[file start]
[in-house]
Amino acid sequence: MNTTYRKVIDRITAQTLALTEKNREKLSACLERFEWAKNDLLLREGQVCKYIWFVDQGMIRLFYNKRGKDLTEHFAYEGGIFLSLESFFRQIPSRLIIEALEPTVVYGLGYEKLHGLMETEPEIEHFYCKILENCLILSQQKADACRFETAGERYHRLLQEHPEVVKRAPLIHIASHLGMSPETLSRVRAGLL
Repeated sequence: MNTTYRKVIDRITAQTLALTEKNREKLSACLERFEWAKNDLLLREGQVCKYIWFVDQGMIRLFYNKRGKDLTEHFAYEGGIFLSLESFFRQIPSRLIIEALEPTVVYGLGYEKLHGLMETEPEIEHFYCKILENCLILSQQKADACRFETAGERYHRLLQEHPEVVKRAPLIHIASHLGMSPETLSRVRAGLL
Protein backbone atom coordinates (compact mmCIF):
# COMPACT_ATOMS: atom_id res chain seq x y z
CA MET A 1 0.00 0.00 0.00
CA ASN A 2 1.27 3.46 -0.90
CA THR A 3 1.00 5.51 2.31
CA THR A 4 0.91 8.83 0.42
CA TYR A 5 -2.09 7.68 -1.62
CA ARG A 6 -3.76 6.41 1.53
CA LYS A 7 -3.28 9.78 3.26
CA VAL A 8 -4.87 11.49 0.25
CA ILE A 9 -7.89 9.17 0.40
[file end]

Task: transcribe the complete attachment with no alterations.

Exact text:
[in-house]
Amino acid sequence: MNTTYRKVIDRITAQTLALTEKNREKLSACLERFEWAKNDLLLREGQVCKYIWFVDQGMIRLFYNKRGKDLTEHFAYEGGIFLSLESFFRQIPSRLIIEALEPTVVYGLGYEKLHGLMETEPEIEHFYCKILENCLILSQQKADACRFETAGERYHRLLQEHPEVVKRAPLIHIASHLGMSPETLSRVRAGLL
Repeated sequence: MNTTYRKVIDRITAQTLALTEKNREKLSACLERFEWAKNDLLLREGQVCKYIWFVDQGMIRLFYNKRGKDLTEHFAYEGGIFLSLESFFRQIPSRLIIEALEPTVVYGLGYEKLHGLMETEPEIEHFYCKILENCLILSQQKADACRFETAGERYHRLLQEHPEVVKRAPLIHIASHLGMSPETLSRVRAGLL
Protein backbone atom coordinates (compact mmCIF):
# COMPACT_ATOMS: atom_id res chain seq x y z
CA MET A 1 0.00 0.00 0.00
CA ASN A 2 1.27 3.46 -0.90
CA THR A 3 1.00 5.51 2.31
CA THR A 4 0.91 8.83 0.42
CA TYR A 5 -2.09 7.68 -1.62
CA ARG A 6 -3.76 6.41 1.53
CA LYS A 7 -3.28 9.78 3.26
CA VAL A 8 -4.87 11.49 0.25
CA ILE A 9 -7.89 9.17 0.40